Game. Set. Match

Watch the US Open not just for the sport, but for behaviors high-performing business heads need.

For tennis fans, the US Open is a special treat, a major tournament with literally every match now covered on networks or streamed online. The spectacular serves, tremendous rallies, and mind-boggling athleticism are awe-inspiring for both the casual player and ranked star.

But leaders should take note of something beyond the actual play—the longevity of its top players. Roger Federer has been a pro for nearly 20 years. Venus Williams has been playing tennis professionally since she was 14—she’s 37 now. Rafael Nadal is only 31, but he’s been winning professional matches for 16 years. Indeed, at a time when CEO tenure keeps shrinking, experts say that tennis pros both present and past (Jimmy Connors and others had long careers) are lasting long not through athleticism or training but with some key behaviors leaders need to have: decisiveness, reliability, adaptability, and the power to inspire. 

Decisiveness is the ability to address problems directly. Thriving in today’s digital world requires leaders to make decisions at speed and courage, even if those decisions are wrong. Studies from Korn Ferry and others have shown that indecisiveness is among the most negative and detrimental traits to a business leader’s career.

The same is true in tennis. Federer, the Williams sisters, and the rest have only fractions of a second to figure out where the ball is going off an opponent’s racket, decide which stroke to use, and where to hit the ball back across the net. Plus, they’re often doing it while sprinting across the court.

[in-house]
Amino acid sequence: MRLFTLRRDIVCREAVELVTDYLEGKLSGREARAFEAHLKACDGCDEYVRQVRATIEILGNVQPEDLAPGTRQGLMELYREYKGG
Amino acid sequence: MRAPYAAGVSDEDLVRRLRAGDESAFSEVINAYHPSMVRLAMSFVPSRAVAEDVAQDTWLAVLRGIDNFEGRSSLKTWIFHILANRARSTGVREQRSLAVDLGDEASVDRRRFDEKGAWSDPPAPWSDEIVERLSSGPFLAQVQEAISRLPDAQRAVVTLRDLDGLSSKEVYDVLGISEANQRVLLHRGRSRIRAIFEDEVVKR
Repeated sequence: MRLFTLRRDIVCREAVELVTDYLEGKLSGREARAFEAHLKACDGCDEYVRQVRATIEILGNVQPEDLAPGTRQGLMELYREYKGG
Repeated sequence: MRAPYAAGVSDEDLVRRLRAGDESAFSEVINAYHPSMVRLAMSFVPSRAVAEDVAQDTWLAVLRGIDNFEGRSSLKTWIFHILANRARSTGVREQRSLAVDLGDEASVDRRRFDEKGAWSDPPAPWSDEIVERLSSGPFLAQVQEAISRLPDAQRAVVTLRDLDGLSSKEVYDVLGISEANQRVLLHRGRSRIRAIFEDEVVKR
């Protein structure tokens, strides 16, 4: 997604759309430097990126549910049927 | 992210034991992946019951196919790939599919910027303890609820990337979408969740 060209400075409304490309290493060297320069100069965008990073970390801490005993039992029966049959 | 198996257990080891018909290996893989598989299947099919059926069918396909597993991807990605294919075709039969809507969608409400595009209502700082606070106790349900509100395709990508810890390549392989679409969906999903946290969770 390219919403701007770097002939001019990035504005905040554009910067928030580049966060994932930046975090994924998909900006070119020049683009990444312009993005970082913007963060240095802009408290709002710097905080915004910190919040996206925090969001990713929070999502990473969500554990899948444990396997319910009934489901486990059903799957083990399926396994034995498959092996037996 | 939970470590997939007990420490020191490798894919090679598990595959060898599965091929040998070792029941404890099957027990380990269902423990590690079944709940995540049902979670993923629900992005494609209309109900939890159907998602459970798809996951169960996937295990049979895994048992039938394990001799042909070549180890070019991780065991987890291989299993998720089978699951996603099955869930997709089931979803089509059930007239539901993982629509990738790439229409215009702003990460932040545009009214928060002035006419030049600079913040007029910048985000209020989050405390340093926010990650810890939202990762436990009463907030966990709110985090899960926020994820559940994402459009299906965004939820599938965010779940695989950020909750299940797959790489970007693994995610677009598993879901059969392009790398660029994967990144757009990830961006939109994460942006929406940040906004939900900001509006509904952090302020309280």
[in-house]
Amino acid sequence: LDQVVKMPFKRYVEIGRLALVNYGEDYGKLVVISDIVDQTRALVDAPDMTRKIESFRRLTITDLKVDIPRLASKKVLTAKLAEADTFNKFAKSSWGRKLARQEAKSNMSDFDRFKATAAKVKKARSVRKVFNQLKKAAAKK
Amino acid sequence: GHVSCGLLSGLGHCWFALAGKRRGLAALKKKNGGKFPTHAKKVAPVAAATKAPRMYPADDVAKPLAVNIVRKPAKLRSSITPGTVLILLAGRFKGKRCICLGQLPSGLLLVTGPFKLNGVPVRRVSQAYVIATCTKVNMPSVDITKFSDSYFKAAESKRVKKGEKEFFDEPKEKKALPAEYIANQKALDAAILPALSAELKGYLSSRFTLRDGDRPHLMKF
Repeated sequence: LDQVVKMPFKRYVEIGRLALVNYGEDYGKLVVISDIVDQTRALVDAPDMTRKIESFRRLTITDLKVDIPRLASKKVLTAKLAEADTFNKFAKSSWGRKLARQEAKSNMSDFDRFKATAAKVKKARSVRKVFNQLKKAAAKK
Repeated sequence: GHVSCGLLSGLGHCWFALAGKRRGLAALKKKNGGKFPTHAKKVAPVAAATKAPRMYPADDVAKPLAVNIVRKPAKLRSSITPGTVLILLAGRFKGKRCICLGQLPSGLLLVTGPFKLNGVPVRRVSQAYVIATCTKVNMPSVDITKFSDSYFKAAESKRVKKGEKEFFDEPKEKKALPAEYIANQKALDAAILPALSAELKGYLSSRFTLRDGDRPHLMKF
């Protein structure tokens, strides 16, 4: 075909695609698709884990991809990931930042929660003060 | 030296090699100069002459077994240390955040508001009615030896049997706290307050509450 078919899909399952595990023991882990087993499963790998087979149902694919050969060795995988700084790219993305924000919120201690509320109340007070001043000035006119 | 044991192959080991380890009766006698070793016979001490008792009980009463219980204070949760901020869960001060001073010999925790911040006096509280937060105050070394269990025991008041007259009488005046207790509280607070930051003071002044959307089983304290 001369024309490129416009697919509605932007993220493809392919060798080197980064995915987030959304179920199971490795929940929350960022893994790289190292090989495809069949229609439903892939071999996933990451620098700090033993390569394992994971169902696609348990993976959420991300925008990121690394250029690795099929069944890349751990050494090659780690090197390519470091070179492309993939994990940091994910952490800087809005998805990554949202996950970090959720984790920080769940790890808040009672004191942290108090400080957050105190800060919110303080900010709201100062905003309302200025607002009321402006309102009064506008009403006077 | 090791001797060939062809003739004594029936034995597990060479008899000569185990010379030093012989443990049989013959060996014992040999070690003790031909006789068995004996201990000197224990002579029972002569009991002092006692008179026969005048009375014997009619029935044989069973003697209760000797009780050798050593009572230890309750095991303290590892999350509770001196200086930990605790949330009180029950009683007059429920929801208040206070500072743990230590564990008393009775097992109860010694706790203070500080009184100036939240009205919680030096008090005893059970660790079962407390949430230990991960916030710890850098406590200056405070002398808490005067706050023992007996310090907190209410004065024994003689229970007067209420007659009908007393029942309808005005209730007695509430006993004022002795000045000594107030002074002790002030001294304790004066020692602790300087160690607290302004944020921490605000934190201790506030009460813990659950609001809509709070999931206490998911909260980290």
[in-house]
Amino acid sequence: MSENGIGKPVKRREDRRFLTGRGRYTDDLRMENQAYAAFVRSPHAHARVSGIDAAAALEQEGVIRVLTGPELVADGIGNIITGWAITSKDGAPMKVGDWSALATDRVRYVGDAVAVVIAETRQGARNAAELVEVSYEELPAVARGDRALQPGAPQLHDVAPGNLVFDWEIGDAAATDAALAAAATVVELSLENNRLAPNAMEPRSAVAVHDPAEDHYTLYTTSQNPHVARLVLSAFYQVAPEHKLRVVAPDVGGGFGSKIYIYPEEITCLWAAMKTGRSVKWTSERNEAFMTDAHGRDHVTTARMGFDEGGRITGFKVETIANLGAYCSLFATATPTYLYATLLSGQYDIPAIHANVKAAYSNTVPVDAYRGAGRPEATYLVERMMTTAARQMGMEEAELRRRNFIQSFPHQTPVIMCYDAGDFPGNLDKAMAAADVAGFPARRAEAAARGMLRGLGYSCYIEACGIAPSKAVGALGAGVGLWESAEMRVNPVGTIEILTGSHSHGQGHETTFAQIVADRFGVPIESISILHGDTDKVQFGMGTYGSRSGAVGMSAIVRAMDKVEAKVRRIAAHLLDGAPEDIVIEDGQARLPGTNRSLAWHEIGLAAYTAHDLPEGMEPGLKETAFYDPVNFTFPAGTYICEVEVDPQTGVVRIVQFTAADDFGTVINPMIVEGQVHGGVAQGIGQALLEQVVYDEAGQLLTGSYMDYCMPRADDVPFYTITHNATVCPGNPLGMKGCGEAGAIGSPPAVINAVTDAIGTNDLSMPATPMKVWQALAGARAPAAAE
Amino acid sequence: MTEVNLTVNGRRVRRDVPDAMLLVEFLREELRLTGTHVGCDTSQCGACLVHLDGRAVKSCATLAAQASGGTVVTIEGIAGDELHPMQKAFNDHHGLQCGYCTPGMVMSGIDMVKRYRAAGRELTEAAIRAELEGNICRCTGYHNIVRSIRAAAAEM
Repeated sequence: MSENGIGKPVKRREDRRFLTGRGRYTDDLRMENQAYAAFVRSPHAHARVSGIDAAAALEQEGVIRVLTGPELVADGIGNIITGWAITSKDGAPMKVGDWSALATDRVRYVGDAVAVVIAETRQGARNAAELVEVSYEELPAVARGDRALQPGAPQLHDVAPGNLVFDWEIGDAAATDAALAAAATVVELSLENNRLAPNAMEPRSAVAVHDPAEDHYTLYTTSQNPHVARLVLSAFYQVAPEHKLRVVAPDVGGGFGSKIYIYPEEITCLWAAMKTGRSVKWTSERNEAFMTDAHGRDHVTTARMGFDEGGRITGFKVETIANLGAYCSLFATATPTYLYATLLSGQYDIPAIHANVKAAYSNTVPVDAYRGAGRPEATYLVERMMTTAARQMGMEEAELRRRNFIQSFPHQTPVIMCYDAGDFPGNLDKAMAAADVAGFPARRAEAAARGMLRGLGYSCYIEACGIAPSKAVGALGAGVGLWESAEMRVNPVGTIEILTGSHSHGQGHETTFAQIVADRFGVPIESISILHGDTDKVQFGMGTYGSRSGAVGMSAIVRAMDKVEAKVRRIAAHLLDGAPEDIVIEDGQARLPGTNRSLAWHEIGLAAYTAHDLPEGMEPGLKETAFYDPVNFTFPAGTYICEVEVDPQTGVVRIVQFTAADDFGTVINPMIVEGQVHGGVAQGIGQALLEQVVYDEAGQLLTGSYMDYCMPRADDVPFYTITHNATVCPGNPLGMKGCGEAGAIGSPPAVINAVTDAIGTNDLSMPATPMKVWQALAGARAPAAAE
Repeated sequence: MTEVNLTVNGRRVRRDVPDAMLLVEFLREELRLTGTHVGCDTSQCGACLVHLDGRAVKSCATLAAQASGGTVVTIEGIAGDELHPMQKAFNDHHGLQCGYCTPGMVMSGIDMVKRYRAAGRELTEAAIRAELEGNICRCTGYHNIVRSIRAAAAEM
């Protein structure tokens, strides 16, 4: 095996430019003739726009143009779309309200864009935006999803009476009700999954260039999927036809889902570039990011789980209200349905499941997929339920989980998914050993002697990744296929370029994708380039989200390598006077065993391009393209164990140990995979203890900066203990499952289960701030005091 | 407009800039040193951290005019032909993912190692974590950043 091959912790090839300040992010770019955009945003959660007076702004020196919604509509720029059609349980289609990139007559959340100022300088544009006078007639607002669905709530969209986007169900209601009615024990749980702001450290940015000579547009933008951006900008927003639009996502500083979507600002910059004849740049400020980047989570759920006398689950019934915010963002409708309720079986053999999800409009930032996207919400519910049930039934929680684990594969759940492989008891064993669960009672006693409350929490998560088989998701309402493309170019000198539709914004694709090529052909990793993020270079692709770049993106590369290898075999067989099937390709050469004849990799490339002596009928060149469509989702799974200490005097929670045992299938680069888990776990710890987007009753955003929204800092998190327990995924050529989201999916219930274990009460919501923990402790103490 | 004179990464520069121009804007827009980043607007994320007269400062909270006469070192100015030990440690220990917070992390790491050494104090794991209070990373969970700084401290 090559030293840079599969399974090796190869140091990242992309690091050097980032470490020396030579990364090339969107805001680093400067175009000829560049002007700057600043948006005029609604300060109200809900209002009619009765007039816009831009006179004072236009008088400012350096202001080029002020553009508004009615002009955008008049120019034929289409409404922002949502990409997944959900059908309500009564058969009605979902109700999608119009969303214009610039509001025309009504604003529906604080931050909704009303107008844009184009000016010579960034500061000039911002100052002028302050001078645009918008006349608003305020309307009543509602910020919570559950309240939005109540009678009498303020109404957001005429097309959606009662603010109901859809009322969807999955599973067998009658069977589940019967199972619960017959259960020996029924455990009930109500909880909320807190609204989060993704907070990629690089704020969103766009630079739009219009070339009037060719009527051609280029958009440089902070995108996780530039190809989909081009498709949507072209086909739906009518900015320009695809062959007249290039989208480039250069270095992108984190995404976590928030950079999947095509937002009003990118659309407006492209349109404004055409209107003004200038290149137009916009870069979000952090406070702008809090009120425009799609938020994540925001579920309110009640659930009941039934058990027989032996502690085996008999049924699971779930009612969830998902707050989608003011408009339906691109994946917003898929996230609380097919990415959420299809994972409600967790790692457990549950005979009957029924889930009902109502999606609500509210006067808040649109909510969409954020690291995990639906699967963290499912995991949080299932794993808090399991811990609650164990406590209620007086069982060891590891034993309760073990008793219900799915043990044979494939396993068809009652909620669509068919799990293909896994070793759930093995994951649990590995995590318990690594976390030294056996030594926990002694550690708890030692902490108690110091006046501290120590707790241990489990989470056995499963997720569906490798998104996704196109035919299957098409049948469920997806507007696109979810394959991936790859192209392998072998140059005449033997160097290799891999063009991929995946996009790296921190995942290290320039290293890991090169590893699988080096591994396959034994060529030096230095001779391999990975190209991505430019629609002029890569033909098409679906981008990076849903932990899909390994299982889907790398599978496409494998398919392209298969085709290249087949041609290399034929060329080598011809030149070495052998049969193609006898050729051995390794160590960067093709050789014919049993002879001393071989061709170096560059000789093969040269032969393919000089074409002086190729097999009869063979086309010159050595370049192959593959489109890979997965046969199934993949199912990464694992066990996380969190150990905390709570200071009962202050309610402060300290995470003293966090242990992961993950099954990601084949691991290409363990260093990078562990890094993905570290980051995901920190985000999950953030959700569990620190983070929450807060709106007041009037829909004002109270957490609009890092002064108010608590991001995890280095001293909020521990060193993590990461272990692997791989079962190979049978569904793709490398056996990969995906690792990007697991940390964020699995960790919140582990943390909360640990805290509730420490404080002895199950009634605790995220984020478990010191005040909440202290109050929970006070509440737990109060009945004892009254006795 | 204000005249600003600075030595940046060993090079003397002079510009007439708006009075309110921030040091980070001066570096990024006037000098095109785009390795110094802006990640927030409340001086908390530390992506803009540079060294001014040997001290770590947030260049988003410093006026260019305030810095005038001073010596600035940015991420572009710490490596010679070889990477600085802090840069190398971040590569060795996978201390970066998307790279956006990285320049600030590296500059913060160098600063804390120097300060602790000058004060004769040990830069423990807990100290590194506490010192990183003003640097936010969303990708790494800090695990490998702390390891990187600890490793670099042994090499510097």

Both successful leaders and tennis pros also deliver reliably. Federer may hold the most majors title victories ever by a men’s singles player, but the finals of majors tournaments often come down to the same handful of top players. Nadal has won 10 out of the last 13 French Open tournaments. Martina Navratilova held the No. 1 ranking in singles for more than six years and competed in 32 Grand Slam tournament finals, winning 18 of them. 

Leaders often can’t sustain their success without being adaptable, agile, and willing to make changes, either to their organizations or to themselves. In a study of MBA students five to 19 years after graduation, a strength in adaptability predicted not just career satisfaction, but also career success. Tennis players make minor adjustments all the time but the best players are even willing to remodel their entire game to stay competitive. Federer’s resurgence after an injury last year is, in part, to upgrading his backhand and second serve.

Leaders are increasingly realizing that engaging their employees and others is essential. Korn Ferry found that firms that engage and enable their employees post up to 4.5 times more revenue growth than companies that don’t. Top tennis players already inspire people. The sport’s individual nature, along with its relative accessibility (you don’t need much equipment to play), and the authenticity of the players creates an intimate interpersonal relationship between fan and athlete. The players then can turn those relationships into advocacy—like Navratilova did and Serena Williams does—or lucrative product endorsements, or both.

The individual nature of tennis makes comparing player tenure to that of CEOs or other leaders not quite apples-to-apples, of course. Tennis pros can control nearly everything they do, for instance, while the performance of business or public-sector leaders is highly dependent on others. But the four broad behaviors that sustain success in tennis can help do the same for leaders everywhere.